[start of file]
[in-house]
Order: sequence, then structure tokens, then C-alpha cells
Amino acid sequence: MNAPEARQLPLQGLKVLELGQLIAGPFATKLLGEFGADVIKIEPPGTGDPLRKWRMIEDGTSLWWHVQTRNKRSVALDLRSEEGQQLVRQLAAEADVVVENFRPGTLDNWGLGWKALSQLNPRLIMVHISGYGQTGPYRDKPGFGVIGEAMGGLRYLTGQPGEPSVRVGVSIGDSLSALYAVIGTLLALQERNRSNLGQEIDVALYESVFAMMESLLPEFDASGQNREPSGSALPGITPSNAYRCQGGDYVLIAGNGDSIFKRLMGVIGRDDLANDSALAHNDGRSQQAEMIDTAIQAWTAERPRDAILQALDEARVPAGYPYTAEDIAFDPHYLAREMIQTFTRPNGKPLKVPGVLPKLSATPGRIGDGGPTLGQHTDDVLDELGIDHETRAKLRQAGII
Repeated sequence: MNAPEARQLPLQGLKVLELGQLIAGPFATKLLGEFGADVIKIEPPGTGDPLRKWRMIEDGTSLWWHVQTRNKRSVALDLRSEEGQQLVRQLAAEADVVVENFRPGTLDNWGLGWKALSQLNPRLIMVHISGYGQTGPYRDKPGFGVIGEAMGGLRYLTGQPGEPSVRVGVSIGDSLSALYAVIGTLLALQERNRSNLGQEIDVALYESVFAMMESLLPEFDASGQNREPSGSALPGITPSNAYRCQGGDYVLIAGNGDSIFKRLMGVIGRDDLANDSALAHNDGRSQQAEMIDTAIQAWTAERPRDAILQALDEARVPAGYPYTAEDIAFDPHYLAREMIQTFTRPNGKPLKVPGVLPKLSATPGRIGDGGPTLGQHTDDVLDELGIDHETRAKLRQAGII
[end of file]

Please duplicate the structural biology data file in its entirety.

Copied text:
[in-house]
Order: sequence, then structure tokens, then C-alpha cells
Amino acid sequence: MNAPEARQLPLQGLKVLELGQLIAGPFATKLLGEFGADVIKIEPPGTGDPLRKWRMIEDGTSLWWHVQTRNKRSVALDLRSEEGQQLVRQLAAEADVVVENFRPGTLDNWGLGWKALSQLNPRLIMVHISGYGQTGPYRDKPGFGVIGEAMGGLRYLTGQPGEPSVRVGVSIGDSLSALYAVIGTLLALQERNRSNLGQEIDVALYESVFAMMESLLPEFDASGQNREPSGSALPGITPSNAYRCQGGDYVLIAGNGDSIFKRLMGVIGRDDLANDSALAHNDGRSQQAEMIDTAIQAWTAERPRDAILQALDEARVPAGYPYTAEDIAFDPHYLAREMIQTFTRPNGKPLKVPGVLPKLSATPGRIGDGGPTLGQHTDDVLDELGIDHETRAKLRQAGII
Repeated sequence: MNAPEARQLPLQGLKVLELGQLIAGPFATKLLGEFGADVIKIEPPGTGDPLRKWRMIEDGTSLWWHVQTRNKRSVALDLRSEEGQQLVRQLAAEADVVVENFRPGTLDNWGLGWKALSQLNPRLIMVHISGYGQTGPYRDKPGFGVIGEAMGGLRYLTGQPGEPSVRVGVSIGDSLSALYAVIGTLLALQERNRSNLGQEIDVALYESVFAMMESLLPEFDASGQNREPSGSALPGITPSNAYRCQGGDYVLIAGNGDSIFKRLMGVIGRDDLANDSALAHNDGRSQQAEMIDTAIQAWTAERPRDAILQALDEARVPAGYPYTAEDIAFDPHYLAREMIQTFTRPNGKPLKVPGVLPKLSATPGRIGDGGPTLGQHTDDVLDELGIDHETRAKLRQAGII